Court: Sands Not Required to Turn Over Documents

The Las Vegas Sands Corp. does not have to hand over emails and other company documents to former executive Steven Jacobs. Jacobs is suing the Sands for breach of contract.

Complainant sought thousands of emails

The Nevada Supreme Court has ruled that the Las Vegas Sands Corp. does not have to give confidential documents to a former executive suing for wrongful termination.

The high court voted 5-0 to granted the Sands request, saying Steve Jacobs’ legal team took too long to file their request for the documents, reported the Associated Press. With the ruling, the justices overturned a lower court opinion.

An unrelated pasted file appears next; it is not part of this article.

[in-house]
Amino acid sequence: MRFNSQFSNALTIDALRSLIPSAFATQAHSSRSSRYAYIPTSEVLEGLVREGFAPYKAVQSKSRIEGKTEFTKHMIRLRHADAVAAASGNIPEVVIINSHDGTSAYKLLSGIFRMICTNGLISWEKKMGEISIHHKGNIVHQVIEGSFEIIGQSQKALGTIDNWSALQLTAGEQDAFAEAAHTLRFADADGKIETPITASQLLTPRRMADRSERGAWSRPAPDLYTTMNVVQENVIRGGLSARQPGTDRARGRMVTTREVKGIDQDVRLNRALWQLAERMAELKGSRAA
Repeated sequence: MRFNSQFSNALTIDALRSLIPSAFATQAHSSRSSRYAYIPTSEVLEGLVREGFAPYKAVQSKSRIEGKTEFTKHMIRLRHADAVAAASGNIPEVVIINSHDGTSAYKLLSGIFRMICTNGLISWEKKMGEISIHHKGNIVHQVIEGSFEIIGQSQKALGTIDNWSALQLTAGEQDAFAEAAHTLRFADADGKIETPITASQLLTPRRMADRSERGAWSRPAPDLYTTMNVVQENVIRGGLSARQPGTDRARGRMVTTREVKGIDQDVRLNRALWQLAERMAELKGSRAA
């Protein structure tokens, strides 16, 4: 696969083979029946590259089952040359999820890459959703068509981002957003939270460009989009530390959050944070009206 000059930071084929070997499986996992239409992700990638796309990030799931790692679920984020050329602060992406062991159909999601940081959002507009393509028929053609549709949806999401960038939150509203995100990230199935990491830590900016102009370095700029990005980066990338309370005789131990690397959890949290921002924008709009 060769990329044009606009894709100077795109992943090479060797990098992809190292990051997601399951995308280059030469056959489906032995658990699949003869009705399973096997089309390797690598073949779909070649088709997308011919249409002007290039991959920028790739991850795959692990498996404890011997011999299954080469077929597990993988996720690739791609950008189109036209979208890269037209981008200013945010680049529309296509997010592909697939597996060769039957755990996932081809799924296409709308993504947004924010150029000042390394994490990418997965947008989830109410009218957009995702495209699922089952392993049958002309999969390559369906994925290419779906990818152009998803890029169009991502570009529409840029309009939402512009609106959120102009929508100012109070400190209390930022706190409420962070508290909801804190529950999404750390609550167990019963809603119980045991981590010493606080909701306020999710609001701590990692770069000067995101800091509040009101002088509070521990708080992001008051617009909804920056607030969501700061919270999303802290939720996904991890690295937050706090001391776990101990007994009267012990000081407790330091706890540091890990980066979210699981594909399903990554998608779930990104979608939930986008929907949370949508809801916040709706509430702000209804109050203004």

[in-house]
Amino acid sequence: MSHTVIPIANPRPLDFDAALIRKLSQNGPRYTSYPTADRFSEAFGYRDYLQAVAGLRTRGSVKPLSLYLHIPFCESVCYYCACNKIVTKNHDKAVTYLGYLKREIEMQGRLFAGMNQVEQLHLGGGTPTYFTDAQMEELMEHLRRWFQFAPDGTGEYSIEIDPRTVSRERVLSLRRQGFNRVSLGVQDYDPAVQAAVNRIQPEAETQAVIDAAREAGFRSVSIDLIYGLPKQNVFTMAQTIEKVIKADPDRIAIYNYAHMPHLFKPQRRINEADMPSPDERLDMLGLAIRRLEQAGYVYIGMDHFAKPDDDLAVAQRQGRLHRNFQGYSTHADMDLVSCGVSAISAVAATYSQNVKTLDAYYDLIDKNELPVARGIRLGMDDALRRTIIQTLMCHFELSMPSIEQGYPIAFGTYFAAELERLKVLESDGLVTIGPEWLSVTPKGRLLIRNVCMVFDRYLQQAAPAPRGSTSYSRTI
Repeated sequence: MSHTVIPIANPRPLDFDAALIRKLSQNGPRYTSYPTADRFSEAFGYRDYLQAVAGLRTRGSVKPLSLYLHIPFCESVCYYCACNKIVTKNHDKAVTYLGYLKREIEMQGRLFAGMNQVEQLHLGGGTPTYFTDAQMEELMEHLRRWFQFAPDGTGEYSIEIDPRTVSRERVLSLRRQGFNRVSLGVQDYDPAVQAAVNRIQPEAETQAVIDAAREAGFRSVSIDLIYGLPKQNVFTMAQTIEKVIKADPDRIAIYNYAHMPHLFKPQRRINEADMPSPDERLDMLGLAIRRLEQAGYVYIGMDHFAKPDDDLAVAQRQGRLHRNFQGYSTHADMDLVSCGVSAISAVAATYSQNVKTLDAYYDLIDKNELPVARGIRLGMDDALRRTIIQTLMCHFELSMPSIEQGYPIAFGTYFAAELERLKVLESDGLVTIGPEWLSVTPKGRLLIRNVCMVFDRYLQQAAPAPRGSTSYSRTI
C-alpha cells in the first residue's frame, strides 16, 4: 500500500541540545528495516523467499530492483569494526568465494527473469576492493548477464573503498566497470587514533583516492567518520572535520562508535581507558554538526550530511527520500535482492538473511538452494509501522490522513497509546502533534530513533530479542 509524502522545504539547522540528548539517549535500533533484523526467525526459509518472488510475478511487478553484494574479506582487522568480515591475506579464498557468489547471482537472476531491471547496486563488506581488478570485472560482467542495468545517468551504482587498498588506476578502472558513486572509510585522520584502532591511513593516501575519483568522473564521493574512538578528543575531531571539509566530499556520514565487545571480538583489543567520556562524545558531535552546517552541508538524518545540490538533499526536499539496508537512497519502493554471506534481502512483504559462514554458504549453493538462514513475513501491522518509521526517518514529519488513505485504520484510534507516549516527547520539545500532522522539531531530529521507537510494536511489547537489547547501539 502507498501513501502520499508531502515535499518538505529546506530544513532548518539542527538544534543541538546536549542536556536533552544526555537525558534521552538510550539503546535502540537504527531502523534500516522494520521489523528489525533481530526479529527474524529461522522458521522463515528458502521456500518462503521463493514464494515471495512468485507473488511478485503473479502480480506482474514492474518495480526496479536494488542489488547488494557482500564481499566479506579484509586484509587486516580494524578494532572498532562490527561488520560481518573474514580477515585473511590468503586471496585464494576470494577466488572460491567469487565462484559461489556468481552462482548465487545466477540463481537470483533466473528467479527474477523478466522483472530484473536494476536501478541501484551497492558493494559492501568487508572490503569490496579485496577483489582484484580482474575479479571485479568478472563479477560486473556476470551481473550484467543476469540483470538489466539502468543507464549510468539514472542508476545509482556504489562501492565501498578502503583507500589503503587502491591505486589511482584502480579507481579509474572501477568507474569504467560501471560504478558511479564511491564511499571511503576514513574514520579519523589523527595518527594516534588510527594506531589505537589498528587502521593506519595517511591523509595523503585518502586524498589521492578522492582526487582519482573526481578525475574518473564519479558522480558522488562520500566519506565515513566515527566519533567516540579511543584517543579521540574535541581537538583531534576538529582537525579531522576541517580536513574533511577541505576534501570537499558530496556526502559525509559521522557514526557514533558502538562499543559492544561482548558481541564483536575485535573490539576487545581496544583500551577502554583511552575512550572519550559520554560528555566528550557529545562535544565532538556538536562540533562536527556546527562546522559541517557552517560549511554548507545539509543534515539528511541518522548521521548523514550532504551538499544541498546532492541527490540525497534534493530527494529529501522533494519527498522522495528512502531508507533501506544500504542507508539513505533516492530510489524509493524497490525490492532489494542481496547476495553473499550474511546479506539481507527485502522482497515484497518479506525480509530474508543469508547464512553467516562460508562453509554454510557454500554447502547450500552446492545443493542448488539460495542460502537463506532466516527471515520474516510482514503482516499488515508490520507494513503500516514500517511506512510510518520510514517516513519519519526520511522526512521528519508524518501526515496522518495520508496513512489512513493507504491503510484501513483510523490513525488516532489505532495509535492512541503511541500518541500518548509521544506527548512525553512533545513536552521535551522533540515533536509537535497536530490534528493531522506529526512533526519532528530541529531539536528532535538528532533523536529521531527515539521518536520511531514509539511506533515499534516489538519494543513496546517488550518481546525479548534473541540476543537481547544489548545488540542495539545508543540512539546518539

Jacobs, former head of Sands China, said he needed the documents in order to successfully make his case. He asked that the Sands hand over about 100,000 emails and other documents. The Sands argued that the data protection law precludes this, reported the Las Vegas Review-Journal.

Jacobs was fired in July 2010. Three months later, he filed a lawsuit in Clark County District Court in Las Vegas, saying the casino company breached his contract and forced him to participate in illegal activity in Macau. The Sands Corp. countersued, saying Jacobs was an extortionist with ties to organized crime in China.

In 2012, Clark County District Court Judge Elizabeth Gonzalez found the Sands and its Chinese affiliate had shown an “intention to deceive the court” and fined the companies $25,000. Gonzalez also said the Sands could not use the law in the future as a defense and could not claim that Jacobs improperly possessed electronic evidence.